Upton Sinclair

Upton Sinclair
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ACT ISCENE I[Shows a primeval forest, with great trees, thickets in background, and moss and ferns underfoot. A set in the foreground. To the left is a tent, about ten feet square, with a fly. The front and sides are rolled up, showing a rubber blanket spread, with bedding upon it; a rough stand, with books and some canned goods, a rifle, a fishing-rod, etc. Toward centre is a trench with the remains... more...

"Jimmie," said Lizzie, "couldn't we go see the pictures?" And Jimmie set down the saucer of hot coffee which he was in the act of adjusting to his mouth, and stared at his wife. He did not say anything; in three years and a half as a married man he had learned that one does not always say everything that comes into one's mind. But he meditated on the abysses that lie between... more...

I The beginning of this strange adventure was my going to see a motion picture which had been made in Germany. It was three years after the end of the war, and you'd have thought that the people of Western City would have got over their war-phobias. But apparently they hadn't; anyway, there was a mob to keep anyone from getting into the theatre, and all the other mobs started from that.... more...

INTRODUCTION Upton Sinclair is one of the not too many writers who have consecrated their lives to the agitation for social justice, and who have also enrolled their art in the service of a set purpose. A great and non-temporizing enthusiast, he never flinched from making sacrifices. Now and then he attained great material successes as a writer, but invariably he invested and lost his earnings in... more...

THE NATUREWOMAN ACT I [Scene shows a luxuriously furnished drawing-room. Double doors, centre, opening to hall and stairway. Grand piano at right, fireplace next to it, with large easy-chair in front. Centre table; windows left, and chairs.] [At rise: ETHEL standing by table; a beautiful but rather frail girl of sixteen; opening a package containing photograph in frame.] ETHEL. Oceana! Oceana! [She... more...

The scenes of the Play-play change with each act. For Act I the set is a drawing-room in a wealthy old New York home, entrances Right-center and Left. Both front and rear scenes are lighted by many small lights, which can be turned off a few at a time, so that one scene or the other fades slowly. When the Real-play is in full light, the Play-play is dark and invisible. When the front scene is entirely... more...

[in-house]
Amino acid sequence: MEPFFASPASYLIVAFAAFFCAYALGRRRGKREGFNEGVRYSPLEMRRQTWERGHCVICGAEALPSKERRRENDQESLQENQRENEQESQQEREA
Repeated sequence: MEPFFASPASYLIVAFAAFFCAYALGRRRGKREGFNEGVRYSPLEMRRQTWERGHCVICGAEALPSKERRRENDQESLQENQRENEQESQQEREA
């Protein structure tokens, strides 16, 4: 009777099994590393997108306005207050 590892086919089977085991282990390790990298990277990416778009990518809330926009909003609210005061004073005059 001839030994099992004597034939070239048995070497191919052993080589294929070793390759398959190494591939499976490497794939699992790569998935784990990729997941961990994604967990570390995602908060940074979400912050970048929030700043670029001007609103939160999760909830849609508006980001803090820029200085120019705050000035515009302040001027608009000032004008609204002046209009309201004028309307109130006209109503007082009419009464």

CHAPTER I. SIGHTING A PRIZE. About noon of a day in May during the recent year the converted tug Uncas left Key West to join the blockading squadron off the northern coast of Cuba. Her commander was Lieutenant Raymond, and her junior officer Naval Cadet Clifford Faraday. The regular junior officer was absent on sick leave, and Cadet Faraday had been assigned to his place in recognition of gallant... more...

ACT I [JULIA PATTERSON'S apartments in a model tenement on the lower East Side. The scene shows the living-room, furnished very plainly, but in the newest taste; "arts and crafts" furniture, portraits of Morris and Ruskin on the walls; a centre table, a couple of easy-chairs, a divan and many book-shelves. The entrance from the outer hall is at centre; entrance to the other rooms right and... more...

CHAPTER I "I am," said Reggie Mann, "quite beside myself to meet this LucyDupree." "Who told you about her?" asked Allan Montague. "Ollie's been telling everybody about her," said Reggie. "It sounds really wonderful. But I fear he must have exaggerated." "People seem to develop a tendency to exaggeration," said Montague, "when they talk about... more...

Chapter 1 It was four o'clock when the ceremony was over and the carriages began to arrive. There had been a crowd following all the way, owing to the exuberance of Marija Berczynskas. The occasion rested heavily upon Marija's broad shoulders—it was her task to see that all things went in due form, and after the best home traditions; and, flying wildly hither and thither, bowling every one... more...

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